Here’s a snapshot of a few things we talked about…
- Introduction [00:00:00]
- Who is the Clark Kent, When it Comes to Bryan Clayton? [00:01:42]
- His Background and When Did He Start His Entrepreneurial Journey? [00:02:33]
- What was the Motivation that Kept Him Going after Accomplishing His Goals? [00:05:26]
- Where Did He Derive Motivation from During the Early Days of His Business? [00:07:38]
- How Did the Sale of His First Business Come About? [00:11:29]
- What Did the Process of Selling His Business Look Like? [00:14:08]
- Why Did He Decide to Get Back into Business? [00:15:53]
- What Does He Think about VC? [00:24:00]
- When Should You Start Looking for a VC? [00:26:16]
- What are his Future Plans for GreenPal? [00:29:35]
- One Thing He Wishes He Had Implemented Sooner to Accelerate His Journey? [00:31:14]
- Where to Find Bryan Clayton [00:33:47]
In This Episode You’ll Learn:
In this episode, Casanova talks with Bryan Clayton. He talks about his entrepreneurial journey, how a lawn mowing gig led him to develop a successful landscaping business, how he was able to sell that business to one of the largest landscaping conglomerates in the United States, what was the motivation that kept him going after accomplishing his goals, how he consistently worked to scale his business over the years, why he decided to sell his first business, why did he decide to start a second business and how that entire journey unfolded, and much more. Have a listen.
- “What I like to say is anybody that watches an interview that I’ve done or read some stuff that I put out, I want them to come away with – If that guy can do it, I can do it…”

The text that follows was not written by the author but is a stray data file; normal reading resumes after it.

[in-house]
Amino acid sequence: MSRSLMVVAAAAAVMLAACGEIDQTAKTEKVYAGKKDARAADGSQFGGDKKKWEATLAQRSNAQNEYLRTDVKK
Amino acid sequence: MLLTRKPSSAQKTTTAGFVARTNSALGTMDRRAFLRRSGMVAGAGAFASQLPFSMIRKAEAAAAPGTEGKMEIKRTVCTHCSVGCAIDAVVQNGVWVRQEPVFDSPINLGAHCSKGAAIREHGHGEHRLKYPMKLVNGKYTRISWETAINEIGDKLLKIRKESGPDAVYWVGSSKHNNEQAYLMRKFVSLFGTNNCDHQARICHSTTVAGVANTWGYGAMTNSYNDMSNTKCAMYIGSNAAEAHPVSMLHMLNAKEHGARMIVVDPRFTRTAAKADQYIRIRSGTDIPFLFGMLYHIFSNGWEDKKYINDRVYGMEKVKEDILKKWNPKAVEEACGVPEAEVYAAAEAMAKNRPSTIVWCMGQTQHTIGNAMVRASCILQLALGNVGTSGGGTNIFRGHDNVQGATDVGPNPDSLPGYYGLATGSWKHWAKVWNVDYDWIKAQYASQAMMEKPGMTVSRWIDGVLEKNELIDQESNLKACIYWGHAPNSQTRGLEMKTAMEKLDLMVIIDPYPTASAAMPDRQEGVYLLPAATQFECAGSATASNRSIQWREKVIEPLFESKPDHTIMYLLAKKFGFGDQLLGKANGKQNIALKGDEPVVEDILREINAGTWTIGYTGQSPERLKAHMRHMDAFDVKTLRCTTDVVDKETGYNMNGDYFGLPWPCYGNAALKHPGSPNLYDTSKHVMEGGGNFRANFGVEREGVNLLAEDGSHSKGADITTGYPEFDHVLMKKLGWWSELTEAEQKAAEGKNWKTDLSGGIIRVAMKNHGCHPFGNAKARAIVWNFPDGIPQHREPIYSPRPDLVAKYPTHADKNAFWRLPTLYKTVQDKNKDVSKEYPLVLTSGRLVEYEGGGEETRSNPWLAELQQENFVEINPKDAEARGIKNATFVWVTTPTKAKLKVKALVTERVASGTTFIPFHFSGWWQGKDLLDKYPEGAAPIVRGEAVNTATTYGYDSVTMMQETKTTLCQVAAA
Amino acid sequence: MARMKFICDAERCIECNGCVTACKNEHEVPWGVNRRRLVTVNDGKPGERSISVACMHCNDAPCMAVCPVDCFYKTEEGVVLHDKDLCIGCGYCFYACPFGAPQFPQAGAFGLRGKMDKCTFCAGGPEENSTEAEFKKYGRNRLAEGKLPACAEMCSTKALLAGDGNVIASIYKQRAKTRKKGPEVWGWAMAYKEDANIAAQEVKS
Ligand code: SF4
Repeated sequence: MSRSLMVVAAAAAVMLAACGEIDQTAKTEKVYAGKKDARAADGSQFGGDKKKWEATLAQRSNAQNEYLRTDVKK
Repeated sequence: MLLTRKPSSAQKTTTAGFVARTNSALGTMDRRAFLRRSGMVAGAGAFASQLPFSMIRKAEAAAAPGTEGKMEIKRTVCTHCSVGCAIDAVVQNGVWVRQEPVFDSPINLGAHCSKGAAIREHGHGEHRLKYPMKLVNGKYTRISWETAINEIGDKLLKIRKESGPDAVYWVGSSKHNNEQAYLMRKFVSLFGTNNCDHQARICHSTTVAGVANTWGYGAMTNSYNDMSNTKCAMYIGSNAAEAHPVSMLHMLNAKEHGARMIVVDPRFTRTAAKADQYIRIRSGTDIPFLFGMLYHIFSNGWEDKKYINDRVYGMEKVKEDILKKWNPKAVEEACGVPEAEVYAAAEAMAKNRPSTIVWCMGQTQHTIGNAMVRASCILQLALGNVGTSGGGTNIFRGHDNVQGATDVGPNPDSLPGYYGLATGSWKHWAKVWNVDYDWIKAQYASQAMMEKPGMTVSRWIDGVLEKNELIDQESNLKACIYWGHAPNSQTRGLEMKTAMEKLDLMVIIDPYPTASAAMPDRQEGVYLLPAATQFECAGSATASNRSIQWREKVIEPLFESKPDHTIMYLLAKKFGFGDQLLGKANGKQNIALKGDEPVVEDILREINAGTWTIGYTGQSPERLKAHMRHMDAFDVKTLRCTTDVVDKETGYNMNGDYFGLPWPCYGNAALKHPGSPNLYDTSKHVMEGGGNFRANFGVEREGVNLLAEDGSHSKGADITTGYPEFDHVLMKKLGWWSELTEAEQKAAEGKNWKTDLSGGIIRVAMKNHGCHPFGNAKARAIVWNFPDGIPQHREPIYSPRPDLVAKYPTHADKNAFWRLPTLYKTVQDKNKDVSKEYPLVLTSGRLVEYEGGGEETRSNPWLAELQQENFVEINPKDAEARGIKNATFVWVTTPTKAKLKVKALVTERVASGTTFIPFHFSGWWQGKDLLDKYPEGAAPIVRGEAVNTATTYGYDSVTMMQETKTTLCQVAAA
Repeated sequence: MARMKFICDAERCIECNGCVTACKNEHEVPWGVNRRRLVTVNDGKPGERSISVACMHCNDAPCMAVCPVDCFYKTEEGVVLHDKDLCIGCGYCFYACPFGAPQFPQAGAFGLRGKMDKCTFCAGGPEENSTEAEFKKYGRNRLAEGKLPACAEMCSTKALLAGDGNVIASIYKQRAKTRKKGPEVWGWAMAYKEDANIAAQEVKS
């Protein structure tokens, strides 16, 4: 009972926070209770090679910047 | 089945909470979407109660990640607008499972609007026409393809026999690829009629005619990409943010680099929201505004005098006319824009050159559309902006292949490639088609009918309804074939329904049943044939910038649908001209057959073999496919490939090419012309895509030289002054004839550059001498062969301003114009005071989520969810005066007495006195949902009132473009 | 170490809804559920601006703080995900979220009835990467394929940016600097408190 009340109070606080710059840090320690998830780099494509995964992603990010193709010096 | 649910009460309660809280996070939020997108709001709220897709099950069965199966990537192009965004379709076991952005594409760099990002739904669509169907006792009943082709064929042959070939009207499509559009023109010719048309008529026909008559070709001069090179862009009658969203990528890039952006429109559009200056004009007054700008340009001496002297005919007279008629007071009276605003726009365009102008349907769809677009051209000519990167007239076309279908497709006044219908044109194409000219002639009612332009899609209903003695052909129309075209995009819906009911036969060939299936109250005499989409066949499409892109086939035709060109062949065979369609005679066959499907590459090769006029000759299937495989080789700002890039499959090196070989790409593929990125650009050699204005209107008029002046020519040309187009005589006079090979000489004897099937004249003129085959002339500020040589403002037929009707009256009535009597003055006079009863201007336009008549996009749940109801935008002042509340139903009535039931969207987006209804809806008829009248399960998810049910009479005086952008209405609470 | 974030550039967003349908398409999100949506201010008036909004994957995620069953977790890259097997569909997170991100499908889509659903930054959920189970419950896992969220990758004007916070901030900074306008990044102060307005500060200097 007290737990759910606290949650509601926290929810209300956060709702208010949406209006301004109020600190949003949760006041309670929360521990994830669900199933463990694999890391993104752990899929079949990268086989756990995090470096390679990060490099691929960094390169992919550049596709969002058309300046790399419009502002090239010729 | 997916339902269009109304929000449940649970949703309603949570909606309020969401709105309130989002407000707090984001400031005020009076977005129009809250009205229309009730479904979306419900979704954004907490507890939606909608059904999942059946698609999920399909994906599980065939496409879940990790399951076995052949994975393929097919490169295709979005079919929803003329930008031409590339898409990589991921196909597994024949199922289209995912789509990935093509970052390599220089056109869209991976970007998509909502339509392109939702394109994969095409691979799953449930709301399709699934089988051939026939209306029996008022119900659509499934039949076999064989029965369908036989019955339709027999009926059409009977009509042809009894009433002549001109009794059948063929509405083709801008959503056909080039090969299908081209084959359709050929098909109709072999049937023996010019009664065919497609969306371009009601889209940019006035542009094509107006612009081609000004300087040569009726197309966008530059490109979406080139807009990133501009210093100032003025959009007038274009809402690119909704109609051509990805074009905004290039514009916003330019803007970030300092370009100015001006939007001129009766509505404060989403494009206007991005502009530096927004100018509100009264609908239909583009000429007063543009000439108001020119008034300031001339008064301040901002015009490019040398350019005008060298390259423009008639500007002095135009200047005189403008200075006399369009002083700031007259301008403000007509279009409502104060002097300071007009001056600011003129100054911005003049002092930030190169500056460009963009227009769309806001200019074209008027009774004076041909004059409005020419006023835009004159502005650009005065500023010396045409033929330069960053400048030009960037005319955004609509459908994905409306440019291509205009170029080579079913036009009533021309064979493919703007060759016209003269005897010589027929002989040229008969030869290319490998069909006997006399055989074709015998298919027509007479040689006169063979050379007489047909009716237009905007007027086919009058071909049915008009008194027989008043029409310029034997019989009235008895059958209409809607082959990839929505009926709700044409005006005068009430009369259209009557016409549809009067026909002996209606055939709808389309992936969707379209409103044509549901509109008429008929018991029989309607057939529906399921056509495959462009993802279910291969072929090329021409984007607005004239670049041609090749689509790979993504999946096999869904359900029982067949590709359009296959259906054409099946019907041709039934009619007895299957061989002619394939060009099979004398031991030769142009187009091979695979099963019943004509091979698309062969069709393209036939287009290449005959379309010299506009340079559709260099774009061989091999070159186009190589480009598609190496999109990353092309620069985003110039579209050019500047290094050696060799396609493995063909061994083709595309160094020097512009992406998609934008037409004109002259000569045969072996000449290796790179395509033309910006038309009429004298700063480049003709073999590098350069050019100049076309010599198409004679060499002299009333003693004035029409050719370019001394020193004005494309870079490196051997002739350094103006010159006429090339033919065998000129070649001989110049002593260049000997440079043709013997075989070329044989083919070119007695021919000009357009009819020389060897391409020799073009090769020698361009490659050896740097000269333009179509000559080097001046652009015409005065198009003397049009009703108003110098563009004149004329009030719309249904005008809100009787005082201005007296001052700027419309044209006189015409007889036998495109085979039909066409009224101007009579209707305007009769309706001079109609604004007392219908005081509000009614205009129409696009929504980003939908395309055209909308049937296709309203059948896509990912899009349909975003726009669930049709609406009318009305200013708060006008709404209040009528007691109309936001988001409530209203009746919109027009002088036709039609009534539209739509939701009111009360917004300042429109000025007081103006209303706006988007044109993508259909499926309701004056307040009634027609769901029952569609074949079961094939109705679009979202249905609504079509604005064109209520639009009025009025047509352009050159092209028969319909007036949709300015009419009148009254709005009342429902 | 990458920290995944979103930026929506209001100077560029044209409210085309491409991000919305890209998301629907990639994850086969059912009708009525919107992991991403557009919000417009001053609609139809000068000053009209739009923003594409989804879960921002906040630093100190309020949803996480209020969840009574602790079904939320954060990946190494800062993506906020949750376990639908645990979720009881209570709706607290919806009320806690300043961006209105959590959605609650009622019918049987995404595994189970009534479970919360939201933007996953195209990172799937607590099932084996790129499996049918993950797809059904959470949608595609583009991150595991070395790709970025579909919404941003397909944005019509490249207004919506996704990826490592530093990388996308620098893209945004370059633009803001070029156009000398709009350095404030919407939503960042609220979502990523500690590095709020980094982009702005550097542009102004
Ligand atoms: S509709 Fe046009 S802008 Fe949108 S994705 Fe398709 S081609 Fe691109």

- “Owning your own little business or even having a job when you’re young, teaches you all sorts of life lessons that you’ll never learn any other way…”
- “It’s funny as you’re starting and growing a business, I think your motivation and your why kind of evolves over time, and it certainly has been the case for me as I started and sold my first company…”
- “I guess the business kind of exposed me to people who we’re not any more smarter than I thought than I was, that could, that we’re doing big things, and I thought, okay, this can be, this business can be the vehicle that can carry me to places…”
- “One of my favorite quotes is Mark Cuban; the least you can live on, the greater your options…”
- “You can be proactive about these things, acquire the knowledge before you start a process like this and be in much better shape than I was trying to sell my company…”
- The book [The Lean Startup] about launching something, getting it out there, getting it in the hands of customers, meeting with them, and getting the feedback to bake into your next set of iterations, to improve it and using that customer feedback to guide how you develop the product is really like, it’s the lifeblood.
- “If you can get a shitty product in a customer’s hand, you will learn more from five of those people, then you will a five years of just reading books and taking courses…”
- “Business is the same way; you have to get a product in somebody’s hands, get the feedback, get that experiential wisdom ’cause that’s the only way you’re going to learn if you’re on the right track or not, and where you got to take it…”
- “When you know you can sell your mom’s house and spend the money and return her three times the money in five years, then it’s time to raise venture capital…”
- “That’s one thing like a lot of successful founders they’re on their second or third attempt a lot of these things, the only way to learn them, it’s just to do them wrong…”
- “You didn’t miss it. It’s not too late. If you think software’s going to be here a hundred years from now, we’re in like year 10 or 20, so you didn’t miss it. It’s going to get bigger. Get in the game. Because only if you’re in the game, can you win…”
- Built To Sell by John Warrillow
- The Lean Startup by Eric Ries
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